You have my agreement on that one, Shawn. I would add, however, that trying out one of the M6 series might also give pause to reconsider. I have to admit that, in my case, it took a good six months of steady shooting to reach the point where my Leica M6 (rangefinders in general?) felt natural in my hands and in front of my eye. Now (with apologies to Mr Heston), you would have to pry the camera from my cold, dead hands.
Poor workmen blame their tools
Originally Posted by Shawn Rahman
The M3's, in fact all the M series, are superb cameras, you're right not everyone'shappy using a range finder camera but some of my best 35mm work has been shot with an M3 and mid 50's Summicron.
What a bunch of crap!!!
What a bunch of crap!!! That's what you've just written . . . .
Originally Posted by Sirius Glass
Lets be realistic if a Leica's bought through a Leitz dealer and has been serviced then there's no excuses.
You're right in a way because there can always be exceptions. I bought my M3 as a user from a highly reputable Leitz dealer, and he's not expensive. The camera body had minor dings but is mechanically perfect.
I've seen a lot of work shot with M2/3/4/5/6 Leica's and they've always been outstanding in terems of quality, I'm talking about well known photographers. So I take comments taht Leica's are disappointing cameras as a pinch of salt. I'd add that I have an 80 year old Leica that still works flawlessly.
Last edited by Ian Grant; 09-02-2011 at 05:03 PM. Click to view previous post history.
Noone is arguing that an M3 can produce excellent photos, just that some posters find them disappointing. It's not the same thing.
Originally Posted by Ian Grant
Myself, a Nikon F4 was my recent disappointment. I really wanted one for many years and finally bought one, but just couldn't warm to it.
Thread is camera, not lenses. Leica lenses good. Leica film loading is like trying to be a dentist with oven mitts.
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Originally Posted by Aristophanes
The Canon ML can lay waste to a roll of film faster than any camera I've known.
But the Canonet QL17 GIII is the one that opened my eyes to rangefinders.
Exactly. A camera could be an excellent, even superb camera, and still disappoint someone and that wouldn't necessarily mean they're bad photographers either. Maybe it doesn't suit their style of working or doesn't fit their hands but fits other peoples or doesn't work the way they thought it did when they got it or any number of other reasons they could be disappointed.
Originally Posted by cluttered
I've never owned a rangerfinder camera. When I've played with them they've seemed, frankly, odd and awkward. I think I'd tend to shoot without focusing because the clear view would cause me to react as if it were in focus without pausing to align the rangefinder image. Of course I'd probably get used to that. I'm not saying I wouldn't like one, but I am saying "it would take getting used to" and I might or might not like it once I did.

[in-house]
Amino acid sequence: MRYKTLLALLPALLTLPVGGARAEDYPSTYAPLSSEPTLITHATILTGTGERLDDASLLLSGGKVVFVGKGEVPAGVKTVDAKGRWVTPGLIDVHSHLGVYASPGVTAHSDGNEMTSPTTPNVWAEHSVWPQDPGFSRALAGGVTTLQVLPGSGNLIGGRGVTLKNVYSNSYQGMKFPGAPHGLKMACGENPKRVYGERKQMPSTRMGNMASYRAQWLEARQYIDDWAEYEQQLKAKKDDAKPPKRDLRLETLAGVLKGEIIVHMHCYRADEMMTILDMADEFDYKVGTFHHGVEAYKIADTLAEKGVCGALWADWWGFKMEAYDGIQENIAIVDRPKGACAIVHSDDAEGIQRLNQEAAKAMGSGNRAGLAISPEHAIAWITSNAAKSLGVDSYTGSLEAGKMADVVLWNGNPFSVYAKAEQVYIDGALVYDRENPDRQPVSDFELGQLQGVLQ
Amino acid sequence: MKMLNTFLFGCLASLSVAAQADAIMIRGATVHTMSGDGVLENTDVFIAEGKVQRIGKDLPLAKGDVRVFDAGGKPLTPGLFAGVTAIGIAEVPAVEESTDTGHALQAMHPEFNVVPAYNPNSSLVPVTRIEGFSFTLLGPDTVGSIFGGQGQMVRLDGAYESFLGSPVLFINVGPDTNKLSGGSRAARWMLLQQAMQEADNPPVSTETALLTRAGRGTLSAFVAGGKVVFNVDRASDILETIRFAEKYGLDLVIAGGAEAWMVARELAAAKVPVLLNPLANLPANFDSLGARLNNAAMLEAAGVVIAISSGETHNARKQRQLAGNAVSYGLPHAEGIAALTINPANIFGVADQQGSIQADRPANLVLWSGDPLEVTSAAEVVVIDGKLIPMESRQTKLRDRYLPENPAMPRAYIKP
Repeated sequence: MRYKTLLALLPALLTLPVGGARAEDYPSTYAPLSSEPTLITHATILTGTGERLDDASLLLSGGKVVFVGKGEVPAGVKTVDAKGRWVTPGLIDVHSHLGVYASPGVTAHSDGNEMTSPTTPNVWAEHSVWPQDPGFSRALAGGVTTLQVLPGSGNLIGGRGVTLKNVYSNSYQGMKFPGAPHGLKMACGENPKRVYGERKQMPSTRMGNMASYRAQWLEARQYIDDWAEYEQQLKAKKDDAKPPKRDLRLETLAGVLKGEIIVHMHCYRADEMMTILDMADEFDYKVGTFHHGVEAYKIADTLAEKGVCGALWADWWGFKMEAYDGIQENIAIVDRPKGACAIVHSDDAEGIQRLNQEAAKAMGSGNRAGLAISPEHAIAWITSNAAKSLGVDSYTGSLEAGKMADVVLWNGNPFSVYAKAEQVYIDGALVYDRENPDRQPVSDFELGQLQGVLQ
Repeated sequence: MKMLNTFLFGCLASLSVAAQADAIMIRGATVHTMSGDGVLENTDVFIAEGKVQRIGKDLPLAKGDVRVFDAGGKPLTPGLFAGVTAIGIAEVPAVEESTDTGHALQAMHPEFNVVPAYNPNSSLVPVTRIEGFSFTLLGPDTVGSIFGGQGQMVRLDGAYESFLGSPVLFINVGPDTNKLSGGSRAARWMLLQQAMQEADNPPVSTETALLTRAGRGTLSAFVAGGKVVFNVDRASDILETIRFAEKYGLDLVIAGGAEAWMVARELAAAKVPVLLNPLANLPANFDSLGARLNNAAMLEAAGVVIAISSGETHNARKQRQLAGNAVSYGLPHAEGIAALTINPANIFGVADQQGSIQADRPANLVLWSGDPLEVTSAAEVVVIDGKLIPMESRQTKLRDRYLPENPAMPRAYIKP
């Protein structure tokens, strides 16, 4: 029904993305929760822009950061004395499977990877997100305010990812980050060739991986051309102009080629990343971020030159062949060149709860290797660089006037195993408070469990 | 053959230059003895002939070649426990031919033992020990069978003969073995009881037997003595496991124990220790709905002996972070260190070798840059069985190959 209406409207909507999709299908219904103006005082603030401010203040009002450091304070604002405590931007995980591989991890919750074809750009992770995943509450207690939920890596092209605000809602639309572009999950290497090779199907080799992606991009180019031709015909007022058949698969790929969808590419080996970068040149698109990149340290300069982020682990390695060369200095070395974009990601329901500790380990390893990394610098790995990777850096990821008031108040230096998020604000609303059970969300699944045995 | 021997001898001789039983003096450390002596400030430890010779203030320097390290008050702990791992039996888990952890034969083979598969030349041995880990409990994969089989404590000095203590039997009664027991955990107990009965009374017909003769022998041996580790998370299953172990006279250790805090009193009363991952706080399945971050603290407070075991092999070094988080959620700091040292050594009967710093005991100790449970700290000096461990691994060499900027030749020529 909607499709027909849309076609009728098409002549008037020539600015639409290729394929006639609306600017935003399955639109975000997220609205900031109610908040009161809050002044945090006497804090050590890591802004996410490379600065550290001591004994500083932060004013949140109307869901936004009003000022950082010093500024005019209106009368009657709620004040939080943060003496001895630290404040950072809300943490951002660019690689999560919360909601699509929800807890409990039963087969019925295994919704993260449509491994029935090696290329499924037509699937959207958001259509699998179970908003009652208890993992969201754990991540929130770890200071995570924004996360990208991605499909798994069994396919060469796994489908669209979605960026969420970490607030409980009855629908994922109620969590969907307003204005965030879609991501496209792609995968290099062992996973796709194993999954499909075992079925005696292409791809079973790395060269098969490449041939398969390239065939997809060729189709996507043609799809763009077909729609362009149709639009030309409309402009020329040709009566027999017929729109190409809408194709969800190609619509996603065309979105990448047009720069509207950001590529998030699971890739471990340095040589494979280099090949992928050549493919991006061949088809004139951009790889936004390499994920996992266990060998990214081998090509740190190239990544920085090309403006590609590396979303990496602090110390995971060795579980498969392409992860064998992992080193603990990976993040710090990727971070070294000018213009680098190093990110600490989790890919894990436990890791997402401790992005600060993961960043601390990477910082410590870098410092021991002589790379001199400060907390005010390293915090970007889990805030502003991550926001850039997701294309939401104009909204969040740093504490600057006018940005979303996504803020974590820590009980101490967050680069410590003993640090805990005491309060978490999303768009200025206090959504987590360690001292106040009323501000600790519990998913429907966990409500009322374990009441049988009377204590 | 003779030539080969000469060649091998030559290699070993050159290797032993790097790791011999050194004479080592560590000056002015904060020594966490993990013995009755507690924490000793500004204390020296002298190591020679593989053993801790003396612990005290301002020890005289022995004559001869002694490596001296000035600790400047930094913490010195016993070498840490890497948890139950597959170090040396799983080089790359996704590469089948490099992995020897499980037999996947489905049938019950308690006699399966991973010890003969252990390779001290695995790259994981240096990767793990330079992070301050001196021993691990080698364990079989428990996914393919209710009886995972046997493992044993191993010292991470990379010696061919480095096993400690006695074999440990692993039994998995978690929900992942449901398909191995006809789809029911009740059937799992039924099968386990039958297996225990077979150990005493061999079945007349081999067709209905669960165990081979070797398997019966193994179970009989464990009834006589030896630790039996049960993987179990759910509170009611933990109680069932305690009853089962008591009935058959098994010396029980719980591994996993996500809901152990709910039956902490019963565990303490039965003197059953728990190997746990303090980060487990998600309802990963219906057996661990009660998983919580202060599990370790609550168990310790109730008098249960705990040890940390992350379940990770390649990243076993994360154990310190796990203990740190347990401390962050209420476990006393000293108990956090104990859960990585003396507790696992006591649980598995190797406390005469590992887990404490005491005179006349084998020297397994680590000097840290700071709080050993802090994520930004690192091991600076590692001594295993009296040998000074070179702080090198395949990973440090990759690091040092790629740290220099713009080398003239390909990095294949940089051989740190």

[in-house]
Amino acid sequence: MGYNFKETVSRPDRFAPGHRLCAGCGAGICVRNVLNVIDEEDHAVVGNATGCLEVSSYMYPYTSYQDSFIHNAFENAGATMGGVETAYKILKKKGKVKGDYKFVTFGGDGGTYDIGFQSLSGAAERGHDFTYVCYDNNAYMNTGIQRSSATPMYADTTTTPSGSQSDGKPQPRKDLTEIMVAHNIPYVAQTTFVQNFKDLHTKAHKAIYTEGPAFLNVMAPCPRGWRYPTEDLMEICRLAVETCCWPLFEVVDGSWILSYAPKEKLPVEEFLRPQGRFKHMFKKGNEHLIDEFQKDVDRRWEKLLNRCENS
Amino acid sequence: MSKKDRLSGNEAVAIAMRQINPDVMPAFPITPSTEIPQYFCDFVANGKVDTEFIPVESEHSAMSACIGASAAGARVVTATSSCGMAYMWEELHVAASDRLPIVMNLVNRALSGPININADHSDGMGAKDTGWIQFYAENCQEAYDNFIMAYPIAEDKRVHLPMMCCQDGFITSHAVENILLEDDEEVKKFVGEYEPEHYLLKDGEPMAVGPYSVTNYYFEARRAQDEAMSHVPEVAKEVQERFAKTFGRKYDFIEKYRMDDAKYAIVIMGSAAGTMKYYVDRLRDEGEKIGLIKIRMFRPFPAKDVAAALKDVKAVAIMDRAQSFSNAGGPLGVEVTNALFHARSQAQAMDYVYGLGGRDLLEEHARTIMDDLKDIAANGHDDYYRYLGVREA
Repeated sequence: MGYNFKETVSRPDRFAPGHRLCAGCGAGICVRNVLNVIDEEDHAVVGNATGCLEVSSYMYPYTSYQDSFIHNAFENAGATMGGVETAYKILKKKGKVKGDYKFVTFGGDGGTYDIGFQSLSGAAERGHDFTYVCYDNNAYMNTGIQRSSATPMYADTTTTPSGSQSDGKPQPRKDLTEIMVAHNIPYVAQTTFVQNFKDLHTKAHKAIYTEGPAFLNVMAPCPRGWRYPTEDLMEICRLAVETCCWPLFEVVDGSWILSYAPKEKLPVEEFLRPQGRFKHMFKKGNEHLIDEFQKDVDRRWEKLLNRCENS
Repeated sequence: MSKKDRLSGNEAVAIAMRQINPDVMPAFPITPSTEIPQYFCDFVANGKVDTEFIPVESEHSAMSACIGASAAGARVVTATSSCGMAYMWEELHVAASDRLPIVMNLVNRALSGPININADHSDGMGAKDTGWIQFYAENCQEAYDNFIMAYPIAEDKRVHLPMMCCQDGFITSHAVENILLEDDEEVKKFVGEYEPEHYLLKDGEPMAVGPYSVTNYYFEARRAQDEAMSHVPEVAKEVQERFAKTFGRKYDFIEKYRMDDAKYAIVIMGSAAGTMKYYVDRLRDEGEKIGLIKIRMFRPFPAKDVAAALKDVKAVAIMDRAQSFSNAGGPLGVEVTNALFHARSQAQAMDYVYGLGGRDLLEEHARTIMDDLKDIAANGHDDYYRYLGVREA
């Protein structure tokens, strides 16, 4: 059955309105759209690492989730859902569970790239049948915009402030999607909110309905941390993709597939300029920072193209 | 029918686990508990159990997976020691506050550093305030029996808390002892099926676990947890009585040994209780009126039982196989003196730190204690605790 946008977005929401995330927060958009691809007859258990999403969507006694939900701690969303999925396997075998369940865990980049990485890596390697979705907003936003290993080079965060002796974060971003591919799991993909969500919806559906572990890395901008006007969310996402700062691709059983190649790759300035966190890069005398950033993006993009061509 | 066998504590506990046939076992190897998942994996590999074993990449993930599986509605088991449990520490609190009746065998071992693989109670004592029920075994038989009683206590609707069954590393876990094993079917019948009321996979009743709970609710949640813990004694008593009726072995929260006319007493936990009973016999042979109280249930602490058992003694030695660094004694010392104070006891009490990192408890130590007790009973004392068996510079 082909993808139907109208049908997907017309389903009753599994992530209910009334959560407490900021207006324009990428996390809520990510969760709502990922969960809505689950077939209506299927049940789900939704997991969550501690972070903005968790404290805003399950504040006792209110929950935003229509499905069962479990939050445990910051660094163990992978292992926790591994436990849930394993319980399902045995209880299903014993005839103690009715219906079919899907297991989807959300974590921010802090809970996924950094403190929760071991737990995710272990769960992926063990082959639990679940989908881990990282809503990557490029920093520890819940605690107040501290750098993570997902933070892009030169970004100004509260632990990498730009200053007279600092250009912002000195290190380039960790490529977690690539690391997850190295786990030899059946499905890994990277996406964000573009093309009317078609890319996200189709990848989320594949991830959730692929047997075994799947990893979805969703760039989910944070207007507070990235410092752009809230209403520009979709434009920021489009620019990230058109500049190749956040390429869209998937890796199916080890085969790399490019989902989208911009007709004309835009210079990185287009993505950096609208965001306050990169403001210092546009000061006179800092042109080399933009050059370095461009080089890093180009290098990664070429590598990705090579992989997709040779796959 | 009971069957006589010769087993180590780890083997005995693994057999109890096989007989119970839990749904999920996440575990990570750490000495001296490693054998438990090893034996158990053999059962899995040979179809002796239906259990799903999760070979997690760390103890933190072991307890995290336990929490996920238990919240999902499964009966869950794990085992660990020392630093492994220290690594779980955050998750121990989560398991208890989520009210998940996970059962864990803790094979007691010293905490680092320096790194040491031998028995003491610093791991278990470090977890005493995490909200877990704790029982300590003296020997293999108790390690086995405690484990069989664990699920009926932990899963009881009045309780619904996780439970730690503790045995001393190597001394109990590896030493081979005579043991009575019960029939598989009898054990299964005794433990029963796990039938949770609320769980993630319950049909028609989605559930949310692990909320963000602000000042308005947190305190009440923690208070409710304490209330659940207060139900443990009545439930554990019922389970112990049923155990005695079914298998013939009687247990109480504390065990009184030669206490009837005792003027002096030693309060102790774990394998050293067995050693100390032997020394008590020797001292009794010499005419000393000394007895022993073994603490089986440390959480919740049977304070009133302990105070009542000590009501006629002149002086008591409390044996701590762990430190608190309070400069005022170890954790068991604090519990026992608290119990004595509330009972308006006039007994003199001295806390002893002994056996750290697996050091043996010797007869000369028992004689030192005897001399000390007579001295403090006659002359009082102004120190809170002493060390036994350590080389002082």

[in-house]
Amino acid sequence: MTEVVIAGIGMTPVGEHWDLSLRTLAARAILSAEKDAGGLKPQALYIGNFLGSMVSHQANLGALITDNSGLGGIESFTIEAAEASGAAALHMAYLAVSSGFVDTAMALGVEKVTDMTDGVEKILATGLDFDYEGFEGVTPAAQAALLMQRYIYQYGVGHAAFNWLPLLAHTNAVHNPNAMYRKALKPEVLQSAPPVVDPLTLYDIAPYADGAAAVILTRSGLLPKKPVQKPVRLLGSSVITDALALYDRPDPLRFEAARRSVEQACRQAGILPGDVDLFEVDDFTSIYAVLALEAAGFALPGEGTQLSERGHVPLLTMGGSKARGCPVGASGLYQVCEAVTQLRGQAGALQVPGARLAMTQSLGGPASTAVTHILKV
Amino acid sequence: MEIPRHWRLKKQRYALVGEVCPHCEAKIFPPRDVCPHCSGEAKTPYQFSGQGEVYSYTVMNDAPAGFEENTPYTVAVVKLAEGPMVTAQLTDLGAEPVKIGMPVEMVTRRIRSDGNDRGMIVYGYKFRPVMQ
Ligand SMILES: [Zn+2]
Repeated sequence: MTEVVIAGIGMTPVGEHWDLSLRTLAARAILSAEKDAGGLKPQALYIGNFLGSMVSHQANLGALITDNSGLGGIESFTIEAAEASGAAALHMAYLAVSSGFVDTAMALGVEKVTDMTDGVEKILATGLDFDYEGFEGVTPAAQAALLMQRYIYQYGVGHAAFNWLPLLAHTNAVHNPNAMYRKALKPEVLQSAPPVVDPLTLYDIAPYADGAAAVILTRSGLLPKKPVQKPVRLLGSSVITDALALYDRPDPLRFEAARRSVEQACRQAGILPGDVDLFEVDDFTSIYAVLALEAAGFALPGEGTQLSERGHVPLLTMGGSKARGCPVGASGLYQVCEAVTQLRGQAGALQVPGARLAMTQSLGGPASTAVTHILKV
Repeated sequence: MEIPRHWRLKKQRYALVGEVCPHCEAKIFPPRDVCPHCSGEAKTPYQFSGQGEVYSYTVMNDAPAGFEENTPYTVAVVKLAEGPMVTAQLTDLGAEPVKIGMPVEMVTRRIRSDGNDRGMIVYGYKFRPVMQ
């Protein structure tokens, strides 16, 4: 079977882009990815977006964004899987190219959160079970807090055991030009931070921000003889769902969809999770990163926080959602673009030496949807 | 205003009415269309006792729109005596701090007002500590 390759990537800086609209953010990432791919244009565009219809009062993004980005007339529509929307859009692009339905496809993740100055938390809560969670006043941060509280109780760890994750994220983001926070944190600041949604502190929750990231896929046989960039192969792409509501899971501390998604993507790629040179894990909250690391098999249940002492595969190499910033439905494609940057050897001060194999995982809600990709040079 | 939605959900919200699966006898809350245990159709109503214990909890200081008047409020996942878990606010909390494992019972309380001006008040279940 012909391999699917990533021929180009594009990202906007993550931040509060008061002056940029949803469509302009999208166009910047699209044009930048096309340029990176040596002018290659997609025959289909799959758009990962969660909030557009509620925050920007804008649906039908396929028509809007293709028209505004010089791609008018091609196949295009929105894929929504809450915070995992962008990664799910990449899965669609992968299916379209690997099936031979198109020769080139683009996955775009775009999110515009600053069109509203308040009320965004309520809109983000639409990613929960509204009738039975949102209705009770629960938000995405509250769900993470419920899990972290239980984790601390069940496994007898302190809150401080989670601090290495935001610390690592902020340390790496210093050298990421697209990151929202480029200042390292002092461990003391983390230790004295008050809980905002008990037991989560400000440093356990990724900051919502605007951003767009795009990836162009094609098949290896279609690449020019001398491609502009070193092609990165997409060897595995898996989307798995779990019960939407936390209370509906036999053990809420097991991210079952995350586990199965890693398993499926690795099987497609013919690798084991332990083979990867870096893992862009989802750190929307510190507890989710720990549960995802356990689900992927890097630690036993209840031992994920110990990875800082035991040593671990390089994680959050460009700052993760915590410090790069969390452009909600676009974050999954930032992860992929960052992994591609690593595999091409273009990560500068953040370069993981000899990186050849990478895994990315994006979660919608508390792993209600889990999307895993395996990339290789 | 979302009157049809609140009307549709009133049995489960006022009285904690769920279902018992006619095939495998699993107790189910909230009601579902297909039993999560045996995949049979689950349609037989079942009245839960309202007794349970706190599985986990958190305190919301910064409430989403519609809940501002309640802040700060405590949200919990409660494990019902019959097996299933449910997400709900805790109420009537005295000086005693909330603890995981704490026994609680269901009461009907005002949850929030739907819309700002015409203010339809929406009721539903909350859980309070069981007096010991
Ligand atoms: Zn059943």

In my case, I know that, but if I didn't know that and bought one on reputation alone I could easily be disappointed with it, even though it was a fine camera. Someone else would be disappointed with a view camera because they just wouldn't like working that slowly, where I enjoy it.
Leica is not the cup of tea for many. Growing up in a SLR world the rangefinder seems almost like a throw back. Only one more difficult is the tlr with its reversed image finder. The RF does not show DoF, actual image due to offset and viewfinder while on the other hand is blessed that there is no blackout but, with speeds of 1/500 and above the shutter opening and closing and with most cameras mirror movement is fast enough practically it is not an issue. Shutter lag, though can be. SLRs handle Zooms whereas RF at best have framing for a few lenses unless an acc'y viewfinder is used. Forget zoom lenses, yes I know that is a plus for some persons including me.
Yes, loading a film can be a challenging new experience, requiring cutting of the leader. OTOH, the design makes for a very rigid body, one of the best out there and has a long back plate that holds the film flatter better than most other designs, I think I remember in the Contax RTSIII its system was judged as the only competitor to the Leica.
Leica has almost had excellent press and for those who read it is easy for them to be convinced the Leica experience has got to be the way to go but, when they actually live with the camera become disillusioned as it is slower than an SLR and does not have the same shooting style or ergonomics and hence a let down. It does not make them wrong, does not make the camera bad, just a miss match in mating them up to each other.
Roger, one difference beetween a RF and SLR is with an SLR you tend to rely on the focusing to be precise while most RF users who learn to use them learn some practical uses for DoF and Zone focusing. Using them can make it faster than an SLR and even an autofocus camera. When I shoot, I use my SLR as such and use zone focusing with the RF many times but as I walk with it, continually do check focus on various spots around me to gauge the distance. This leads to another difference and that is a tendency to use slower lenses on RF for general purpose use. I have not wory about a Leica lense with a f/4 but with an SLR with a max of f/4 could actually be too dark to accuately focus and view.
It all depends on habit, shooting style and subject and training. Happily I am old enouh with enough hours under my belt that switching between them is not an issue. I still need more hours to feel as comfortable with the inverse image of a waist level finder of an SLR or TLR but, I'll get there.
Last edited by BrianL; 09-02-2011 at 08:45 PM. Click to view previous post history.
Wow, take it easy guys.. you are arguing about nothing.
Have a beer, get shagged, and forget about it.
Go not to the elves for counsel, for they will say both yes and no.